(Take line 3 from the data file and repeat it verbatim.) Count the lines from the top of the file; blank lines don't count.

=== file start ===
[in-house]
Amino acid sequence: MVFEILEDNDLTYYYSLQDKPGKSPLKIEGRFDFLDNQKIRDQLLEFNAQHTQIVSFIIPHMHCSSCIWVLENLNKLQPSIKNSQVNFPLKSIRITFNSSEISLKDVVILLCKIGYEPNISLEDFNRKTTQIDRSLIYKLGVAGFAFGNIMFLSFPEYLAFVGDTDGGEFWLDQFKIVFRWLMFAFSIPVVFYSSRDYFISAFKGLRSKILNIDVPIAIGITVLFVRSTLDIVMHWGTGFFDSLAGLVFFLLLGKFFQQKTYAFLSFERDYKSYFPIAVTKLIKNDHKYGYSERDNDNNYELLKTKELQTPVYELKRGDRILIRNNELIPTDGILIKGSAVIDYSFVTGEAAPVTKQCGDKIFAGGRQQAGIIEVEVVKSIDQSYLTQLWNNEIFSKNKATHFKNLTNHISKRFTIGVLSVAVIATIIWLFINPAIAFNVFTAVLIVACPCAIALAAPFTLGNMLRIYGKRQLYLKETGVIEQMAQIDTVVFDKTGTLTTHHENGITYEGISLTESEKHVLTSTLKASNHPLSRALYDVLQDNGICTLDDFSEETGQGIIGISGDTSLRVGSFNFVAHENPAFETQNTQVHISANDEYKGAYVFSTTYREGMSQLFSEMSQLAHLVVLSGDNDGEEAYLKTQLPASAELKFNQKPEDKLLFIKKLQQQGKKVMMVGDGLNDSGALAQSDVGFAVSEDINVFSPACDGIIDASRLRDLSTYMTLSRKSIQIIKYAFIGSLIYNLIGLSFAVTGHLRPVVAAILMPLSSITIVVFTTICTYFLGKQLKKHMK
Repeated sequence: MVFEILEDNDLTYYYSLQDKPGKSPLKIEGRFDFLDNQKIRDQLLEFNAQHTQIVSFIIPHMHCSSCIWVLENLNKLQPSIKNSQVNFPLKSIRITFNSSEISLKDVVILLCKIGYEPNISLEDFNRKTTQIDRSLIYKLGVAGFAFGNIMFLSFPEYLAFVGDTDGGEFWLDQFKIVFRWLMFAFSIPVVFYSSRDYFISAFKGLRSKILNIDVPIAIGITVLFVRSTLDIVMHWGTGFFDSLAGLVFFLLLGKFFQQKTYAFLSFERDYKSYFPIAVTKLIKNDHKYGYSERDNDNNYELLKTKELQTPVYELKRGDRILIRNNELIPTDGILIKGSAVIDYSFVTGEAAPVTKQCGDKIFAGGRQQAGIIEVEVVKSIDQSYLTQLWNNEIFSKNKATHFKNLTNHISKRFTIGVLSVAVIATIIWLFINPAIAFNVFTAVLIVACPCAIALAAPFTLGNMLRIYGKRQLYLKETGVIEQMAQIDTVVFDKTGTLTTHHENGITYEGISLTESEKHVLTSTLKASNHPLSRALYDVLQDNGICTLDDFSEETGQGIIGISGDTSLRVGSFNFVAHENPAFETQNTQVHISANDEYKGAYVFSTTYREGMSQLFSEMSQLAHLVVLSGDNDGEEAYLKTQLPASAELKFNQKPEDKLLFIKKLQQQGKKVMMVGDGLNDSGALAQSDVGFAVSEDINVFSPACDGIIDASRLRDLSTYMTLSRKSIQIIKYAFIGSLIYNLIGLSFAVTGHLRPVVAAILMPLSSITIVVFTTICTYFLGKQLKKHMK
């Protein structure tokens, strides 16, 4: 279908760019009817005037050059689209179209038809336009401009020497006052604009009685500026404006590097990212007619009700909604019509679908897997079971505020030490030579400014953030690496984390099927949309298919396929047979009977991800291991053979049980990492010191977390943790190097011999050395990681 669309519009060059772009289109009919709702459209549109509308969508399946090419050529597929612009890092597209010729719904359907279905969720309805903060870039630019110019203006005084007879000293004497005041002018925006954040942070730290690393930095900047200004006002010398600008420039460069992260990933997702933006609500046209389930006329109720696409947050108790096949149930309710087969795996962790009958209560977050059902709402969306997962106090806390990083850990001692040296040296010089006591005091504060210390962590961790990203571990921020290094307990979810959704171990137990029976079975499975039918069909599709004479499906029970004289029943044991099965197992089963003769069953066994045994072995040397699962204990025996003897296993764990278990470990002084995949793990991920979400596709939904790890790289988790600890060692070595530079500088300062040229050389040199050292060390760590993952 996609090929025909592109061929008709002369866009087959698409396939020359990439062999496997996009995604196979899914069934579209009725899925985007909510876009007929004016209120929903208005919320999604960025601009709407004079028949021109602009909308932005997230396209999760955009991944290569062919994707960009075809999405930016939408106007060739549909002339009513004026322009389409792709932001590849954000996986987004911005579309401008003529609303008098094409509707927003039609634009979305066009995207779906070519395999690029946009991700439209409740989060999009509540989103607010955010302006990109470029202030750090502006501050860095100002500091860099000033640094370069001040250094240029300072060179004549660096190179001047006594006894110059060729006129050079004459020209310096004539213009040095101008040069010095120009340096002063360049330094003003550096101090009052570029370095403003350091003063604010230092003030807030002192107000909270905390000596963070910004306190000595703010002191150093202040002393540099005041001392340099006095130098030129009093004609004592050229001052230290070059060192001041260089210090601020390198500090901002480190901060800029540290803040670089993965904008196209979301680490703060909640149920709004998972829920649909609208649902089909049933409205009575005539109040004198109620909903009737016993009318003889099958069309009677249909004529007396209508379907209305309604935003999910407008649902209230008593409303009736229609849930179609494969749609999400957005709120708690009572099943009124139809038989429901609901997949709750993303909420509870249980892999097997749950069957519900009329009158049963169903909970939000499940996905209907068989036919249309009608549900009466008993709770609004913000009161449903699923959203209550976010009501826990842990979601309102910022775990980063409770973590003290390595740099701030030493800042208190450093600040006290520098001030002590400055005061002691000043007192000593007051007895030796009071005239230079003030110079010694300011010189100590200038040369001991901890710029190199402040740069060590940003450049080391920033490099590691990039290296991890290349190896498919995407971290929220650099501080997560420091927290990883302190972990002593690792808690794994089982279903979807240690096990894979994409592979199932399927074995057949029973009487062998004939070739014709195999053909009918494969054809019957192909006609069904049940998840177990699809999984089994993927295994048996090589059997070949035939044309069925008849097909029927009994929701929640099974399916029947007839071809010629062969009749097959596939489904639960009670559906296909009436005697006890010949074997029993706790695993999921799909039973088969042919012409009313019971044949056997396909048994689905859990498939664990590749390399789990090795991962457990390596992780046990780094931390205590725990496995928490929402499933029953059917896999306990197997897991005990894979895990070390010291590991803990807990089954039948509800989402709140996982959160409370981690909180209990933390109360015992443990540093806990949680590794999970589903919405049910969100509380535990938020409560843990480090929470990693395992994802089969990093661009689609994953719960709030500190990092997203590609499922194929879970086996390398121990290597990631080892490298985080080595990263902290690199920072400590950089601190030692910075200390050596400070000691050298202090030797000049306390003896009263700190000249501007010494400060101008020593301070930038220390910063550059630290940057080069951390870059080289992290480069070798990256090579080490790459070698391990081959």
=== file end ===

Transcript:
Repeated sequence: MVFEILEDNDLTYYYSLQDKPGKSPLKIEGRFDFLDNQKIRDQLLEFNAQHTQIVSFIIPHMHCSSCIWVLENLNKLQPSIKNSQVNFPLKSIRITFNSSEISLKDVVILLCKIGYEPNISLEDFNRKTTQIDRSLIYKLGVAGFAFGNIMFLSFPEYLAFVGDTDGGEFWLDQFKIVFRWLMFAFSIPVVFYSSRDYFISAFKGLRSKILNIDVPIAIGITVLFVRSTLDIVMHWGTGFFDSLAGLVFFLLLGKFFQQKTYAFLSFERDYKSYFPIAVTKLIKNDHKYGYSERDNDNNYELLKTKELQTPVYELKRGDRILIRNNELIPTDGILIKGSAVIDYSFVTGEAAPVTKQCGDKIFAGGRQQAGIIEVEVVKSIDQSYLTQLWNNEIFSKNKATHFKNLTNHISKRFTIGVLSVAVIATIIWLFINPAIAFNVFTAVLIVACPCAIALAAPFTLGNMLRIYGKRQLYLKETGVIEQMAQIDTVVFDKTGTLTTHHENGITYEGISLTESEKHVLTSTLKASNHPLSRALYDVLQDNGICTLDDFSEETGQGIIGISGDTSLRVGSFNFVAHENPAFETQNTQVHISANDEYKGAYVFSTTYREGMSQLFSEMSQLAHLVVLSGDNDGEEAYLKTQLPASAELKFNQKPEDKLLFIKKLQQQGKKVMMVGDGLNDSGALAQSDVGFAVSEDINVFSPACDGIIDASRLRDLSTYMTLSRKSIQIIKYAFIGSLIYNLIGLSFAVTGHLRPVVAAILMPLSSITIVVFTTICTYFLGKQLKKHMK